Of course it's the last resort except with basketcases but I can understand why telephone support staff instruct folk to do it particularly inexperienced users, as novices don't have the experience to recognise what information concerning their problem is important.Consequently,rather than grope around trying to drag out of the punter what has happened,what is happening on the screen,what actions they performed prior to the fault,etc,it's easier and faster to tell them to slip in the restore disc.
It's hard to believe how ignorant some folk are.Last night I spent 40 minutes on the phone trying to talk a friend through installing 98se and Office2000 on a blank machine.First the bootable CD wouldn't boot.No problem,I'd given him a bootdisc just in case so in that went.Dos command after dos command was refused and I began to doubt my sanity.Then the penny dropped I asked him to run a DIR on the CD and he began to read off folder after folder of Office2000 contents.When asked he said that as all 3 discs had to be loaded he didn't see that it made any difference in what order they were installed.My mistake obviously was to assume he knew the difference between an OS and a program.Equally obviously,he didn't.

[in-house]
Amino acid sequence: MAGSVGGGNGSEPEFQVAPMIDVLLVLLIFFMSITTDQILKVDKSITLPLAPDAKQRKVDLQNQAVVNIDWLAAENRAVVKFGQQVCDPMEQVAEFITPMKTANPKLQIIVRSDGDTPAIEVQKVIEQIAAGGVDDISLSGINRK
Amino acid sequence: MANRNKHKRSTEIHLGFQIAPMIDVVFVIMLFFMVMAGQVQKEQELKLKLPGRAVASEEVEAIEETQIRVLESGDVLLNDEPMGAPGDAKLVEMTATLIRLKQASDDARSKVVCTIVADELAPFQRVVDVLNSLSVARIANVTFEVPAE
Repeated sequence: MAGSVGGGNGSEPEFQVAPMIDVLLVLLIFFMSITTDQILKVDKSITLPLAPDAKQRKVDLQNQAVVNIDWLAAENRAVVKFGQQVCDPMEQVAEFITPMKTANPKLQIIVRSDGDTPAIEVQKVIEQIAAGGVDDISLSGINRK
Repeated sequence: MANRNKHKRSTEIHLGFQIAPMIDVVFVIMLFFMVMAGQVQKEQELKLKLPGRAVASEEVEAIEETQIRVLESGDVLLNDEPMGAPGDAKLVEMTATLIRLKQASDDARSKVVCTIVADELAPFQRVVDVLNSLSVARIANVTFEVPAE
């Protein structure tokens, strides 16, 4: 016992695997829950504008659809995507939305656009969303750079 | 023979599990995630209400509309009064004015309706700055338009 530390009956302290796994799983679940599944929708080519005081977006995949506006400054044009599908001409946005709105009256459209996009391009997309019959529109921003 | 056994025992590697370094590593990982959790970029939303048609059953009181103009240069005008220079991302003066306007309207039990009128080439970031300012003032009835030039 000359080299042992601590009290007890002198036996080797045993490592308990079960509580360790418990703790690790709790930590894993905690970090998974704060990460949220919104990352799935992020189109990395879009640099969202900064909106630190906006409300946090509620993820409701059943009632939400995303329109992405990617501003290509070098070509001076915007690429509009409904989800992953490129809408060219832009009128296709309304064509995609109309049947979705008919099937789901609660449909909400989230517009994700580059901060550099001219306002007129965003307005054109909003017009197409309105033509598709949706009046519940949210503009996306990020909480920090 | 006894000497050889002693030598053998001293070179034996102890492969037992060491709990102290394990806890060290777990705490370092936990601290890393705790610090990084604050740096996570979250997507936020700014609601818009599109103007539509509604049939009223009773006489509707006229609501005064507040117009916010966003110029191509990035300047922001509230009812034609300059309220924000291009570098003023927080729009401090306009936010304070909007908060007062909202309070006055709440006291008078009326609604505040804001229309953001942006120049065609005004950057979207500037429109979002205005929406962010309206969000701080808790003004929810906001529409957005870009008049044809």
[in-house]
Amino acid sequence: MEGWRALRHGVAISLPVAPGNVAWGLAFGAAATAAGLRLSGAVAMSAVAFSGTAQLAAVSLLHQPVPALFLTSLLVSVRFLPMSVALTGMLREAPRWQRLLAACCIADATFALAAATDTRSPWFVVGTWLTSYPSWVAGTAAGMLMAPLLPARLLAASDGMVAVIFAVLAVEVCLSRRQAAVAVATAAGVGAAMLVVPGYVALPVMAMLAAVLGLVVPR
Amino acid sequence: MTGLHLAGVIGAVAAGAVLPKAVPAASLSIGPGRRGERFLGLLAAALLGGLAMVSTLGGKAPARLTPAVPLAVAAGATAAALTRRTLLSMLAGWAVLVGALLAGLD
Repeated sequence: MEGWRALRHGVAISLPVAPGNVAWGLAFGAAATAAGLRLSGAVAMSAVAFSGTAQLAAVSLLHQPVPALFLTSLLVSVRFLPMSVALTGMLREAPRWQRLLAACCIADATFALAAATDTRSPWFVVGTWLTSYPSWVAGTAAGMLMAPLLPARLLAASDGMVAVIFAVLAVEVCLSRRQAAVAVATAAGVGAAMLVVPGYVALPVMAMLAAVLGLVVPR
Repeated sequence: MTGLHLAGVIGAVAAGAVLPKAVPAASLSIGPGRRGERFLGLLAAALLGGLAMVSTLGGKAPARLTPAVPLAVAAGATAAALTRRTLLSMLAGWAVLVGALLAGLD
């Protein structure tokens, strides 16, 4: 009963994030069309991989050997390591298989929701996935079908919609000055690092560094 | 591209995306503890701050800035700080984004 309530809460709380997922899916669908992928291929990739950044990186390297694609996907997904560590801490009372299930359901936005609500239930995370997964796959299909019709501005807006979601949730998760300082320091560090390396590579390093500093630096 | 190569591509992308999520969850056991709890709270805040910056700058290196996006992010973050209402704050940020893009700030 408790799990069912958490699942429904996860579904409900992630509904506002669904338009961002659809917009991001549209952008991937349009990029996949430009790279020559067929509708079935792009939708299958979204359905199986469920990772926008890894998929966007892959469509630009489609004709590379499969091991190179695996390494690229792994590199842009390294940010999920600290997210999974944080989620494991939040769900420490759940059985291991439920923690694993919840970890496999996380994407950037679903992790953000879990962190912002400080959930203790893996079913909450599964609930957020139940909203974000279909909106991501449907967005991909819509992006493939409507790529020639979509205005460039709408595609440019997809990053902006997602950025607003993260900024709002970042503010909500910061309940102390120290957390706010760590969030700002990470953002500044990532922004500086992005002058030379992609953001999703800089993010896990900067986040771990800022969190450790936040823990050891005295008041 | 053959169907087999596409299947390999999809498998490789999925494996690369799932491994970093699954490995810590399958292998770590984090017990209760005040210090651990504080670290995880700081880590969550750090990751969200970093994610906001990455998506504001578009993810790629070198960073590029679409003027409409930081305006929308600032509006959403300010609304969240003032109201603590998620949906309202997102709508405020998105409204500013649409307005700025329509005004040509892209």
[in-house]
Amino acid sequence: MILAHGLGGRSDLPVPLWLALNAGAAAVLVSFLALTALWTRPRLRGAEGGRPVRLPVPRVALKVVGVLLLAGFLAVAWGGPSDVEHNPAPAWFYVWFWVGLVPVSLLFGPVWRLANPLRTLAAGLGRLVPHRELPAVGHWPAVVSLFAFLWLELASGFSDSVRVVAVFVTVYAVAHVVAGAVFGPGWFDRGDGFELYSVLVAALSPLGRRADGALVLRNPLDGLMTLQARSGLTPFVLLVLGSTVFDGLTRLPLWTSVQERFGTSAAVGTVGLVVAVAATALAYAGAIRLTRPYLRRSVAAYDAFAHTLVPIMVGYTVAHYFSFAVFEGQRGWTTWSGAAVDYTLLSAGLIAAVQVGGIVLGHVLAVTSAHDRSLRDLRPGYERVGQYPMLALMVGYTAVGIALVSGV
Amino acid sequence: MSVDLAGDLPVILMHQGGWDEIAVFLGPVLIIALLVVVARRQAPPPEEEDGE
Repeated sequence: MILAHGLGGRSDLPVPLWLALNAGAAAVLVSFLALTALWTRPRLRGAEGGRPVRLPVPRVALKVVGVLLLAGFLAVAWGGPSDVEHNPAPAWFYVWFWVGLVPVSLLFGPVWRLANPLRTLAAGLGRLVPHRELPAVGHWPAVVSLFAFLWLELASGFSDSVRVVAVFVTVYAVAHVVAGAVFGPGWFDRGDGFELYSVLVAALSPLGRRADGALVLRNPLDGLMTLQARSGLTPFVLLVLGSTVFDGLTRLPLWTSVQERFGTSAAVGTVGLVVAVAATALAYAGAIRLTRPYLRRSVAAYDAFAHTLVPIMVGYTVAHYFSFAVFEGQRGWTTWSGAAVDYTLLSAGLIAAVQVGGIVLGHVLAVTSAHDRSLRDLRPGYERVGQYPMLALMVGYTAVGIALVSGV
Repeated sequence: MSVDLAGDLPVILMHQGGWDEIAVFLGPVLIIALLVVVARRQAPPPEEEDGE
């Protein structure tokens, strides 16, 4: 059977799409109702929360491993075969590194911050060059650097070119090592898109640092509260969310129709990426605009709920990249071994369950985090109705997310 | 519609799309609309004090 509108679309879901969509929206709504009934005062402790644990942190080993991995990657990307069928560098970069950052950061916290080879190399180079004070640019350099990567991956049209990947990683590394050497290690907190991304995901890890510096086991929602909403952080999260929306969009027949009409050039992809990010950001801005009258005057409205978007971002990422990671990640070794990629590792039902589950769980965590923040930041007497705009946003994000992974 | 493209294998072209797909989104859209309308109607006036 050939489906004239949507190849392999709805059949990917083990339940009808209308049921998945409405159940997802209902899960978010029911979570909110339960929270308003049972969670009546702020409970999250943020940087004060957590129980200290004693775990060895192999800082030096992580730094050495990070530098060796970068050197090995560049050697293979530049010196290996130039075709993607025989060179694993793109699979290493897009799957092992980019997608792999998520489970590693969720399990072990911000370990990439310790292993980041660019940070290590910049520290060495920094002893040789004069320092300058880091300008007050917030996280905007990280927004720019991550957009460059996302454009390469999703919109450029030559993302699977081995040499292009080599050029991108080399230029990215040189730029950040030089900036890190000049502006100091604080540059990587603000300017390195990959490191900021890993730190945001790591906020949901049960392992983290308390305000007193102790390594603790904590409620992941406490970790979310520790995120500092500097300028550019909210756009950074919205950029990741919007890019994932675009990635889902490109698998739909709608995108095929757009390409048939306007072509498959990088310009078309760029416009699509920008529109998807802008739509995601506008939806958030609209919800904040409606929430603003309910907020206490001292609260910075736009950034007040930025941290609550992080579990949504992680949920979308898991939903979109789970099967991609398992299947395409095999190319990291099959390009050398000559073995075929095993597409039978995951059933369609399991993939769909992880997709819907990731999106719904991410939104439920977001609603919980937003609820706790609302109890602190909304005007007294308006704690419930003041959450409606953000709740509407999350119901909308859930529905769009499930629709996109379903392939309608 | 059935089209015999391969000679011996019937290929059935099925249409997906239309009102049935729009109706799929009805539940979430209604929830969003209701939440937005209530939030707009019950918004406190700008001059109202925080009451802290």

spanneress Wed, 10.03.04 | 20:35
I am fairly new (at posting anyway) in the forum, but I rarely advise anyone to format unless it is absolutely necessary.
I am not sure whether it is the forum contributors or the forum readers who should be wary of giving / accepting advise. There must be a clause about accepting sole responsibility somewhere....



GANDALF <|:-)> Thu, 11.03.04 | 00:31
I usually advise a reformat on computers over 3 years old that have had a lot of programmes put on and taken off and have slowed down with error messages appearing. No matter how much one trawls the registry and cleans the HD, a reformat gets the computer back to day one.